India's army has warned against pulling out troops from Kashmir's disputed Siachen glacier, ahead of talks between New Delhi and Islamabad which are expected to focus on the issue.
Top diplomats of the rival neighbours will meet in New Delhi Tuesday for two-day talks suspended after India blamed Pakistan for July train bombings in its financial capital Mumbai, in which more than 180 people were killed.
Ahead of the talks, the Indian army repeated its stance that Siachen, the world's highest battlefield, was stragetically important for the country and troops should remain in place.
"If we vacate the posts on Siachen Glacier-Saltoro Ridge and Pakistanis and Chinese come to control the valley, it can threaten eastern Ladakh," Brigadier Om Prakash of the Siachen Briage told the Times of India, referring to the region bordering China.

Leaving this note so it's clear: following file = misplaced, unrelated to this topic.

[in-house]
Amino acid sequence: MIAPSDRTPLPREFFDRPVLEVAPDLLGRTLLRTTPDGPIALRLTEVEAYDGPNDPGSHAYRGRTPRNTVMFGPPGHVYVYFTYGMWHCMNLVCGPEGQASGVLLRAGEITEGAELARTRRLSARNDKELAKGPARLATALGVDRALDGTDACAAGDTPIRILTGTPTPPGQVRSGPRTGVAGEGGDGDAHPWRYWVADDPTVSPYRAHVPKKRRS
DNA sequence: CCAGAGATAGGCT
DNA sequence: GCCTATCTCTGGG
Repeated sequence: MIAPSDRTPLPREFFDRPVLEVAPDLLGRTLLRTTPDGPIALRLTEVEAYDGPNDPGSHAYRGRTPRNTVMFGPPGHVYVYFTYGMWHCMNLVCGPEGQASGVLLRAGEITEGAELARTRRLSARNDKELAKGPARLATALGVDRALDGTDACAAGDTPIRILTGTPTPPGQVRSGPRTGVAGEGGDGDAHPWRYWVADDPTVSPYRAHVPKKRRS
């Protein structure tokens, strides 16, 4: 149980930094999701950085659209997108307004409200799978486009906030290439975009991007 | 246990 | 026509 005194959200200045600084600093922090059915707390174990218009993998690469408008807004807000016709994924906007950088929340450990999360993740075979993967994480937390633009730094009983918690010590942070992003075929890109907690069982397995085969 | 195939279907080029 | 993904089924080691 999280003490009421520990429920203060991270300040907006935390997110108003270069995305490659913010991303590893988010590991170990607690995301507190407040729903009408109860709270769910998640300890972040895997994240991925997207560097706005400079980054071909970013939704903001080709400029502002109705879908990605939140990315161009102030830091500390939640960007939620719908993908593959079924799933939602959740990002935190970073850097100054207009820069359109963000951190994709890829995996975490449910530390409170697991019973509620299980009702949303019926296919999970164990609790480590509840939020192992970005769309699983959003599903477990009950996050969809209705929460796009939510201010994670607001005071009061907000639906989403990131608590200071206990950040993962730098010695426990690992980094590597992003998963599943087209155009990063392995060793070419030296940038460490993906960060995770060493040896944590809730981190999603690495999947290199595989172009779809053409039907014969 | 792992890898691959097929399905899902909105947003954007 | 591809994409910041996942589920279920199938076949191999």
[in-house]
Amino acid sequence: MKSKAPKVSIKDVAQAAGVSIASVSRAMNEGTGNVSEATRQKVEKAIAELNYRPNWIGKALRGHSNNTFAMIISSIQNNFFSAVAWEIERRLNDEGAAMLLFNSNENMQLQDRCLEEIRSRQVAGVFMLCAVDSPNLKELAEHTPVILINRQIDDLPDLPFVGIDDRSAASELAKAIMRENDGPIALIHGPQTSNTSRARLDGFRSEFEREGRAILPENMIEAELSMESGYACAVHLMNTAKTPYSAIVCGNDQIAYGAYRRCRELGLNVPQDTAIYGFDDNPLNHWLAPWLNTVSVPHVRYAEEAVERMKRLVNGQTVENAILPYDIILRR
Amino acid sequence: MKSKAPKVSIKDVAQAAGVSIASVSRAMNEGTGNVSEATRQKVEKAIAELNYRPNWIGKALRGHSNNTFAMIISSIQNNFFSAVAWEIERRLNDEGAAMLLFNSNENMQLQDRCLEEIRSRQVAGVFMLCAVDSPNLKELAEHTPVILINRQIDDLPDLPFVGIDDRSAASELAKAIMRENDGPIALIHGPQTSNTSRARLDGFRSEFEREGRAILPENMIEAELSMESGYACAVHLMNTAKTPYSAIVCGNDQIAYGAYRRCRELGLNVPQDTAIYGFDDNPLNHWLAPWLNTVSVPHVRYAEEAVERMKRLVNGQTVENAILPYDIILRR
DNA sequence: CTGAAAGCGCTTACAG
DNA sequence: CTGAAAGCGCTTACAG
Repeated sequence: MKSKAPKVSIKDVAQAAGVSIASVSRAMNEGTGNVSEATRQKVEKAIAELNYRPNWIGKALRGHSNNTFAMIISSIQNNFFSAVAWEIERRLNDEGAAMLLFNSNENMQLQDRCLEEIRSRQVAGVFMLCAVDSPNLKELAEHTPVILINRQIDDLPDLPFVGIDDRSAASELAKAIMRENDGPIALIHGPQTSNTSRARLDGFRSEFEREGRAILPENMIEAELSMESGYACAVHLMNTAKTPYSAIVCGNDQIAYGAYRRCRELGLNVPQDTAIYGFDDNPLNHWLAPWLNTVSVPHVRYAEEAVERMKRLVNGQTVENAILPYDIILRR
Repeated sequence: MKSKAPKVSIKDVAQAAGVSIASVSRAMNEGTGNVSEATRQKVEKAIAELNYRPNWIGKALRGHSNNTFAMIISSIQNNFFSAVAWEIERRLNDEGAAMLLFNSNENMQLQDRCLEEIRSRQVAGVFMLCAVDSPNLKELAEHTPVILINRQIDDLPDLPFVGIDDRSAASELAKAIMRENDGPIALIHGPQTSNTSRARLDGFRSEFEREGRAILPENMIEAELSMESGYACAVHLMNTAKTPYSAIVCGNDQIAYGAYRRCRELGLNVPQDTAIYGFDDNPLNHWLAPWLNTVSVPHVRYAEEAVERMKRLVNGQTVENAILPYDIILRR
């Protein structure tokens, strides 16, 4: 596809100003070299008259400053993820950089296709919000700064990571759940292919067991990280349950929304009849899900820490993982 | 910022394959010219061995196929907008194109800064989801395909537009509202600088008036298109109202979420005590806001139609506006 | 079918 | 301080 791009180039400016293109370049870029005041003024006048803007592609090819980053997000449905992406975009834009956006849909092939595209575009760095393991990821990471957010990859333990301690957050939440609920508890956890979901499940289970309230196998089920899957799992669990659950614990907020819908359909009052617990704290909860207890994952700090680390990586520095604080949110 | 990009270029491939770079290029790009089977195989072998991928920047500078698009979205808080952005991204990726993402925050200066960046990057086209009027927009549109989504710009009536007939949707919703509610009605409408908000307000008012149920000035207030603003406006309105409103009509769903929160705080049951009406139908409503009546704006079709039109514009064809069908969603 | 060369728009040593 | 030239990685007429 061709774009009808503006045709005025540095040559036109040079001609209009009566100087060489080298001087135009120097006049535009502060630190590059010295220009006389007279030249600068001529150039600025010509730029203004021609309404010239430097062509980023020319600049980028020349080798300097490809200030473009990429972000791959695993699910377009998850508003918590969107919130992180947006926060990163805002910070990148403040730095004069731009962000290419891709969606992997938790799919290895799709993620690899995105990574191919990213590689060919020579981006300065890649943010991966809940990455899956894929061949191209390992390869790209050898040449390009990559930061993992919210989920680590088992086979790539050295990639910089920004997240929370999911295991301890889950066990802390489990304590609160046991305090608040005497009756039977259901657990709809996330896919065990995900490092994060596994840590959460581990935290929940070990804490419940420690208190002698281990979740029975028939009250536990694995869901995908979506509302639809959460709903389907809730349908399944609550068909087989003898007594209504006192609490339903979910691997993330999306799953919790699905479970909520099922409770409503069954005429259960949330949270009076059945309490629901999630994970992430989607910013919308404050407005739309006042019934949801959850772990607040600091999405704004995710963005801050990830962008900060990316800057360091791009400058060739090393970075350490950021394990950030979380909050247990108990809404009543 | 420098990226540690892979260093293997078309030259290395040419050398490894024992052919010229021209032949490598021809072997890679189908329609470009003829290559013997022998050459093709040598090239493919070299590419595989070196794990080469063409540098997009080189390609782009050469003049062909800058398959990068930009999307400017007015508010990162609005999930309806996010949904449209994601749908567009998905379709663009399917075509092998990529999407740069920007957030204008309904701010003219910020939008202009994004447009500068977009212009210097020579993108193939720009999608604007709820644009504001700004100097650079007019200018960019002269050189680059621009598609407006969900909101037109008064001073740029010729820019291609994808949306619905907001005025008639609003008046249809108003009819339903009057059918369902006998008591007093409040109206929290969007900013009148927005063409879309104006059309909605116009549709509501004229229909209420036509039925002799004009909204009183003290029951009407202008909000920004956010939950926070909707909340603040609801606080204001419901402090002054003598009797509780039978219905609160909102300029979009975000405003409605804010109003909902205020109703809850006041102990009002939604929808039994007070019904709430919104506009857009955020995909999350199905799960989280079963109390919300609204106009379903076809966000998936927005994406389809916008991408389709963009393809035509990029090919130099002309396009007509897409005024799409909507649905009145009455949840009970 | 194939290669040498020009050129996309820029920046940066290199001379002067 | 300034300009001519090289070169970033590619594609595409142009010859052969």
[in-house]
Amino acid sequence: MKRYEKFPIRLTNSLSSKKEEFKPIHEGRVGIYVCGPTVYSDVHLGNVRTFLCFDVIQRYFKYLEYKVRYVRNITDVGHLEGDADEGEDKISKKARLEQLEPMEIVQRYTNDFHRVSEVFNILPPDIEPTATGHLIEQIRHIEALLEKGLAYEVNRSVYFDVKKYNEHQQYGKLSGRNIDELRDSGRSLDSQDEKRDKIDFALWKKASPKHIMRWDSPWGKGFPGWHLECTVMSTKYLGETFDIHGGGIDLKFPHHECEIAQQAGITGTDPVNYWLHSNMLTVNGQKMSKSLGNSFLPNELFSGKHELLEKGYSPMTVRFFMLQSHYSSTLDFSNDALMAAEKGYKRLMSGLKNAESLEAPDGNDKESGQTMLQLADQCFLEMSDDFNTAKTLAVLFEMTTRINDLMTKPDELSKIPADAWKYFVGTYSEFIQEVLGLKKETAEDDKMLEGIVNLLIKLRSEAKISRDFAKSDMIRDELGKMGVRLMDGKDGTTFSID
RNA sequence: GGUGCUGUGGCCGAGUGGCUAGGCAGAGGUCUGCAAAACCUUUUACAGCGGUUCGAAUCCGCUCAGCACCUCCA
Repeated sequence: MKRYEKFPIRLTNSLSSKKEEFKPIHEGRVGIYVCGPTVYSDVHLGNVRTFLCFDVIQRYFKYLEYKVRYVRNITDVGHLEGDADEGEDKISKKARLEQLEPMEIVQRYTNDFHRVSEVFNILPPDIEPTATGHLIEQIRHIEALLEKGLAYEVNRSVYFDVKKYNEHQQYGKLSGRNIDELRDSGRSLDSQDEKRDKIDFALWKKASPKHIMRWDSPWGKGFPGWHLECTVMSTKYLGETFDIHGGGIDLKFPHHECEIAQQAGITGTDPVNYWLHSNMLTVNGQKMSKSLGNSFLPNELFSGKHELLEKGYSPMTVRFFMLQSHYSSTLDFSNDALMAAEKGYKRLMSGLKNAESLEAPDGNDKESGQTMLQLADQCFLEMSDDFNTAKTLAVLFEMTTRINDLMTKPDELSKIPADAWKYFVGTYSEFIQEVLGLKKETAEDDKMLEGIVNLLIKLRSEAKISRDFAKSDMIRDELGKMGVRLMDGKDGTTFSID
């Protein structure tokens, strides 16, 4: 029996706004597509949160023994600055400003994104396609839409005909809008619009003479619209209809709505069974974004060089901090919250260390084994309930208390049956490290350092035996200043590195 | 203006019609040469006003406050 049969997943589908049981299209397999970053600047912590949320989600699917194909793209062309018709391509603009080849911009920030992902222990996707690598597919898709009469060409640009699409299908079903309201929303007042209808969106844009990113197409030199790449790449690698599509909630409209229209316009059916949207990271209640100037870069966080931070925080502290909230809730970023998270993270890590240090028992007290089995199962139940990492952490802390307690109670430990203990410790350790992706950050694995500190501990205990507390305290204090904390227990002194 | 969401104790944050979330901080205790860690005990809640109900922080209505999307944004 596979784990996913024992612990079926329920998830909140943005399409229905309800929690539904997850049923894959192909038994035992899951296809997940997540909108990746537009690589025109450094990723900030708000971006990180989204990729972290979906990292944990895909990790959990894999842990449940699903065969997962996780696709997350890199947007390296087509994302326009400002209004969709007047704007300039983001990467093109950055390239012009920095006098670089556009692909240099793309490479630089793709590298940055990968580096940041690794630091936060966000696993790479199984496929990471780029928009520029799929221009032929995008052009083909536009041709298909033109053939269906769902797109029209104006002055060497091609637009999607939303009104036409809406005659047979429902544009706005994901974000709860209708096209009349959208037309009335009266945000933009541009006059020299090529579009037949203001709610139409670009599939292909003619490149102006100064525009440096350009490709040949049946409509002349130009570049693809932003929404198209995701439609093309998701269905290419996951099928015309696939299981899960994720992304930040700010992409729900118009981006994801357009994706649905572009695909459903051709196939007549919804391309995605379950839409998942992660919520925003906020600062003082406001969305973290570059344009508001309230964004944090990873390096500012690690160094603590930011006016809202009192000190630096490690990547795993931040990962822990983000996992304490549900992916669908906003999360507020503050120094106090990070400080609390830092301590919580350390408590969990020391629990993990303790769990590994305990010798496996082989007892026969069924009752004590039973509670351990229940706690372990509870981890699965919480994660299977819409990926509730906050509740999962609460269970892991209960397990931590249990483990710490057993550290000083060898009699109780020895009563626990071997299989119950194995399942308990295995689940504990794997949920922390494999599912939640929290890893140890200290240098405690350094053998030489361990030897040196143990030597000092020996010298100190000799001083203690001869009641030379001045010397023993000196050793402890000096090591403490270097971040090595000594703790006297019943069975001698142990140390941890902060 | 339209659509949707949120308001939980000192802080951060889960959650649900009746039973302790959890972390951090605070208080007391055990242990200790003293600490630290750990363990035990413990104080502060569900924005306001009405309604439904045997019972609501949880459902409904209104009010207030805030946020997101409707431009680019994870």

Demilitarisation of the 6,300-metre (20,700-foot) glacier — proposed this year by Pakistan's President Pervez Musharraf — is expected to figure in talks between India's Shivshankar Menon and Pakistan's Riaz Mohammad Khan.
Indian wants the troop positions marked out in case Pakistan moves its soldiers in after a withdrawal deal. Islamabad fears that writing down the positions would be tacit acceptance of India's claims to Siachen.
India and Pakistan each hold part of Kashmir but claim it in full.
In 1999 Pakistan-backed invaders occupied the icy heights of Kargil, triggering fighting that cost hundreds of lives and brought the neighbours close to war. But there has been no fighting since late 2003 when a ceasefire took effect along the de facto border dividing the Himalayan region.
India accuses Pakistan of stoking the insurgency, a charge Pakistan denies.
The neighbours have fought three wars since their 1947 independence from Britain, two of them over Kashmir.